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Health reforms likely to cause rise in insurance premiums - 2/12/2003

Daniela Xuerbe (Malta independent)

The planned reforms in the health service system could lead to an increase in the rates of private medical insurance premiums.
In his budget speech last Monday, Finance Minister John Dalli said measures will be taken so that those who have medical insurance, victims of accidents covered by insurance, and foreigners, even those covered by a bilateral protocol, but who are also covered by insurance will be billed for hospital treatment.
Speaking to The Malta Independent on Sunday, Minister for Health Louis Deguara said the reform is based on the principle that insurance companies will be asked to foot the bill for those who have private health insurance and received medical services at St Luke’s Hospital.
Trying to strike a balance between support and viability in the health system, the reform will differentiate between those who can afford private health insurance and those who cannot. The former will compensate for the latter and this will ensure a health system of solidarity and equity.
“If there are people who can pay for their health care in the private sector, they will be helping those who cannot – the idea is that some of the burden is taken off the public sector.” Dr Deguara said.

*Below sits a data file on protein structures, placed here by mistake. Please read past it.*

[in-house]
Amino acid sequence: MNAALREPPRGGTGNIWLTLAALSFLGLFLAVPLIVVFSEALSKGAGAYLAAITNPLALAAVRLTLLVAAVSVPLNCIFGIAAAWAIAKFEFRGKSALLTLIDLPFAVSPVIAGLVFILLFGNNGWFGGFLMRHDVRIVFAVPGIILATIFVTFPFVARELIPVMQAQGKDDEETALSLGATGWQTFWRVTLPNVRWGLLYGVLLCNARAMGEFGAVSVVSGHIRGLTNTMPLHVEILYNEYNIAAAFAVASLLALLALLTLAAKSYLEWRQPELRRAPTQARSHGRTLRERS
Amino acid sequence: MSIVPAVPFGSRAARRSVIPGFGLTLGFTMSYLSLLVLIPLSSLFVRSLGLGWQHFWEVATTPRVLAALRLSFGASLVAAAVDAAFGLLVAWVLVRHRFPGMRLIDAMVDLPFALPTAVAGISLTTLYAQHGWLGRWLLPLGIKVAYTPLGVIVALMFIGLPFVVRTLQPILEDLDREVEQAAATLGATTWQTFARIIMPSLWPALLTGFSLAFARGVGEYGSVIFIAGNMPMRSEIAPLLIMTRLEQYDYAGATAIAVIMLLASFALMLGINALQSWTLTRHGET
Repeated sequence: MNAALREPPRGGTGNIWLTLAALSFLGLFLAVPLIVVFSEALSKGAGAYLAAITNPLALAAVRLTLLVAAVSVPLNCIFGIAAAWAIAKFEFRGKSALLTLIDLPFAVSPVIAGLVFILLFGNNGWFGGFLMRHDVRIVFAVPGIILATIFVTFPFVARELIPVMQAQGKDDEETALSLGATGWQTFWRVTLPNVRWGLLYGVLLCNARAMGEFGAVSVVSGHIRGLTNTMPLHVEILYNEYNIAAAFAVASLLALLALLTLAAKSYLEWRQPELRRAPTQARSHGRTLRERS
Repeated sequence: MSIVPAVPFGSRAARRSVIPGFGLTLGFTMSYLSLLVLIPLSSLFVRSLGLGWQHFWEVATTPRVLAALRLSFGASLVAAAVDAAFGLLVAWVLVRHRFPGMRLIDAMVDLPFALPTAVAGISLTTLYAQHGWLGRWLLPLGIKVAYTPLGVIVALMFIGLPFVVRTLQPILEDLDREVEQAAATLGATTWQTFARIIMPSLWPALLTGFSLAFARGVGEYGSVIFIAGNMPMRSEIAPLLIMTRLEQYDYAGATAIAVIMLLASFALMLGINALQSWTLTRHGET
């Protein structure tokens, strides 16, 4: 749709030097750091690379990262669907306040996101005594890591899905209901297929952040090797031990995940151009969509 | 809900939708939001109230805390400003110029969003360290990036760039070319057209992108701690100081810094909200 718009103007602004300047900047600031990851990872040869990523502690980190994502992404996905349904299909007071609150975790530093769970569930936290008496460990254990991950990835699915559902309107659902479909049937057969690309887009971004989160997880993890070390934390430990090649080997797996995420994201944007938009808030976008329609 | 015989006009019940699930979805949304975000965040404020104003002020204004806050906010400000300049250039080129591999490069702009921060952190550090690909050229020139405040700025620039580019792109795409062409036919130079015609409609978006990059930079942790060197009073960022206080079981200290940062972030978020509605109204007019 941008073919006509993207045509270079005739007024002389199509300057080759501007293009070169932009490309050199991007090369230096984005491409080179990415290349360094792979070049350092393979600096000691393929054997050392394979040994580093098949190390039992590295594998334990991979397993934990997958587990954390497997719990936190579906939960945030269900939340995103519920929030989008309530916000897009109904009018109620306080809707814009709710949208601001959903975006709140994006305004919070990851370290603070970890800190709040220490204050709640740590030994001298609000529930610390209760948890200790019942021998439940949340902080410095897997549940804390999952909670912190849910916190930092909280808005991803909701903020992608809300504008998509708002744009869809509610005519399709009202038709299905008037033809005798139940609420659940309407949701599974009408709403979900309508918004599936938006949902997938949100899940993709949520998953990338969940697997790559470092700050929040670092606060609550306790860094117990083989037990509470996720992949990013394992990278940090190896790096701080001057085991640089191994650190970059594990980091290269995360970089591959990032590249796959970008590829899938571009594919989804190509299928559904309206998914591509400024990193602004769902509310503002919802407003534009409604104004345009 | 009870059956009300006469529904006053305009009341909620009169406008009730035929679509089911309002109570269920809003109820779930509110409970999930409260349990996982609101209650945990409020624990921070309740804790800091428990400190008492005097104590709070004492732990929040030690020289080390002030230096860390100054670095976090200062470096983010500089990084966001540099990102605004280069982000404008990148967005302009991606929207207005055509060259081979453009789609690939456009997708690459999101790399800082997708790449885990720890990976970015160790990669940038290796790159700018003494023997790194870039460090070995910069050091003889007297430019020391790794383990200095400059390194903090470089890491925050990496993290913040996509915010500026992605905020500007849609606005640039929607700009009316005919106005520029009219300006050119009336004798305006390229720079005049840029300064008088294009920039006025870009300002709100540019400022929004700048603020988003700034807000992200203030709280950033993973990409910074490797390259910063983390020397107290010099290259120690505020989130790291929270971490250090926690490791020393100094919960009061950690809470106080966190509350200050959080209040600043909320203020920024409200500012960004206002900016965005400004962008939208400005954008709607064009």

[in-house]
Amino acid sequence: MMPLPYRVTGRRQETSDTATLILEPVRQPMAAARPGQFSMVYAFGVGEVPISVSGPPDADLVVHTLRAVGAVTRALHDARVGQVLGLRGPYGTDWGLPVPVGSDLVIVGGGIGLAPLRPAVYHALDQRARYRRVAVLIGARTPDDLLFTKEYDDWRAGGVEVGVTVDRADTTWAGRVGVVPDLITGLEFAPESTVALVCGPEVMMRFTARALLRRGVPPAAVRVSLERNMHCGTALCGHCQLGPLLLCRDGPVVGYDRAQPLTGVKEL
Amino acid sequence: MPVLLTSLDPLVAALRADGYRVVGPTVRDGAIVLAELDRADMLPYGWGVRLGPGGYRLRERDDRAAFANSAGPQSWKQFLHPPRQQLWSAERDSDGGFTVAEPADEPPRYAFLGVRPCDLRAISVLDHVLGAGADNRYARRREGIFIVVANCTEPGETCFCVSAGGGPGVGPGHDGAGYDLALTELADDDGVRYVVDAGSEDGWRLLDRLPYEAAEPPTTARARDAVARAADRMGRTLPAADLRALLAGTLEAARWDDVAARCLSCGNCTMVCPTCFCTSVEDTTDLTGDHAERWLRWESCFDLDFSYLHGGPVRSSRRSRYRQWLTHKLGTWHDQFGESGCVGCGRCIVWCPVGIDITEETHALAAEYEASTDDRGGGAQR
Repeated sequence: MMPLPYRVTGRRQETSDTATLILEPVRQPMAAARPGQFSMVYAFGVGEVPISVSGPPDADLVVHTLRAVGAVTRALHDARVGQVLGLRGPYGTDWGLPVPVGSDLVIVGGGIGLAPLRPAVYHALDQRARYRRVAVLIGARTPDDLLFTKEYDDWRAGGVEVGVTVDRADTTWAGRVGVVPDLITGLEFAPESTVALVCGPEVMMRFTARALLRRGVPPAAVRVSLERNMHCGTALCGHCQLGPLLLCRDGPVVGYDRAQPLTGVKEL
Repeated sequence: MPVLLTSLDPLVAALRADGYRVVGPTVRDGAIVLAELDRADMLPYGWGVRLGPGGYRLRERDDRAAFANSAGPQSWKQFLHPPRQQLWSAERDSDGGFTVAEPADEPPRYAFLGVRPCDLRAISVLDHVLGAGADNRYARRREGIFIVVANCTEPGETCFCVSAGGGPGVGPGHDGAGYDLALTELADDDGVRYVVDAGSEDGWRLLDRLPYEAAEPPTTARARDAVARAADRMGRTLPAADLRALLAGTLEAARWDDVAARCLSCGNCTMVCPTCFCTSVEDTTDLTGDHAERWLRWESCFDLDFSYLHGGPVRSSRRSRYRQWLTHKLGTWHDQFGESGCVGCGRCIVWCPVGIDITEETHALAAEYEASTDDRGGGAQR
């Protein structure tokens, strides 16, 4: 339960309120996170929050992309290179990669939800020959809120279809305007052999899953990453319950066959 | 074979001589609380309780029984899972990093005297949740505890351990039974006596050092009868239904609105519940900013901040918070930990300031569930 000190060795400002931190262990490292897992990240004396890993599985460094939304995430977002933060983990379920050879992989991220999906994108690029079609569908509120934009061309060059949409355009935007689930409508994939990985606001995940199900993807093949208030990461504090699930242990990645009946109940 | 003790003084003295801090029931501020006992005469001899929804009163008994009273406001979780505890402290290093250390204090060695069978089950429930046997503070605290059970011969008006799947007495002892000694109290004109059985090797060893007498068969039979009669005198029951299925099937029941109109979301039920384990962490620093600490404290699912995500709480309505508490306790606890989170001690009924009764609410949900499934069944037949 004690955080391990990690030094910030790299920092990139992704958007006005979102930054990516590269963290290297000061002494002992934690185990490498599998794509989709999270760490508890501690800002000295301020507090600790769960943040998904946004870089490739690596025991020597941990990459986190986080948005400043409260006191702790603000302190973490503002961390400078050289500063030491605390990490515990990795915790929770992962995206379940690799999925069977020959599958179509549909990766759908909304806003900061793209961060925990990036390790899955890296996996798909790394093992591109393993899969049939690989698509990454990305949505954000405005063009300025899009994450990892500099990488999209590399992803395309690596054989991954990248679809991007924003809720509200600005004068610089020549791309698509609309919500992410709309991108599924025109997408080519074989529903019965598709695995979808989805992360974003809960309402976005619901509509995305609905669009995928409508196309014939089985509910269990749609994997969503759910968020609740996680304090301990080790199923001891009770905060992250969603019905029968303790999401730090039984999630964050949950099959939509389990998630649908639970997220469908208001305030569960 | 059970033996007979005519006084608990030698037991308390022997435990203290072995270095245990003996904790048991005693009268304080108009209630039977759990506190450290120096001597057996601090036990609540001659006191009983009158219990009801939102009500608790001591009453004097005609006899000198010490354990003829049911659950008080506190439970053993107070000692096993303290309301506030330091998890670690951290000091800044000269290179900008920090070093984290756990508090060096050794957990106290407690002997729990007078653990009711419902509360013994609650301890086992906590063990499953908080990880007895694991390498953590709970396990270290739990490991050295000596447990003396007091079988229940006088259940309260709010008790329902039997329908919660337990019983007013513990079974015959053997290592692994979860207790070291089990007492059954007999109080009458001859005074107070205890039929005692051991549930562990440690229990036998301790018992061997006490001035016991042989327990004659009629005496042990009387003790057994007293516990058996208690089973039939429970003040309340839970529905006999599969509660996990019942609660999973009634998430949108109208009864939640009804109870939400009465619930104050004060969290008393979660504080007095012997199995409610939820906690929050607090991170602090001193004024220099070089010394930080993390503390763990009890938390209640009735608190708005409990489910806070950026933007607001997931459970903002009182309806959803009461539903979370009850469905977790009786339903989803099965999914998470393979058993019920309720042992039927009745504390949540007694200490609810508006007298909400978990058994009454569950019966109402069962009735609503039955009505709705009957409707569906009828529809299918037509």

As the number of medical claims made to insurance companies escalate, many fear the reform plans when implemented will lead to a rise in the rates of premiums for private health insurance – a great possibility.
This newspaper has been informed that The Malta Insurance Association will shortly announce its official comments about the implications of the budget.
Meanwhile insurance companies are discussing the ‘possible’ outcome of the budget, but are unable to take any decisions until the government officially announces its plans.
Lino Ferris, general manager at Elmo Insurance, agents for Exeter health care insurance said the cost of claims has been rising over the years. It is also a known fact, he said that insurance companies earn little profit from health insurances. “Effectively,” he said, “if claims increase, premiums might also.”
Unlike other health insurances, Exeter policy holders are not offered cash benefits if they opt to use the government’s health service instead of a private one – a service they pay for.
Offered by some insurance companies, this incentive is referred to by Dr Deguara as an “abuse of the health system”.
“Some insurances encourage policy holders not to use the private sector for treatment, they offer them cash benefits for doing so (around Lm15) if they opt to use the services at St Luke’s,” explained Dr Deguara. “Insurances do this because if someone goes to a private hospital the cost is much, much more. This situation has to change.”
Walter Camilleri, chairman of Atlas Holdings Limited agents for PPP health care insurance said when the official government plans are announced the insurance industry will do its utmost to meet the country’s insurance needs.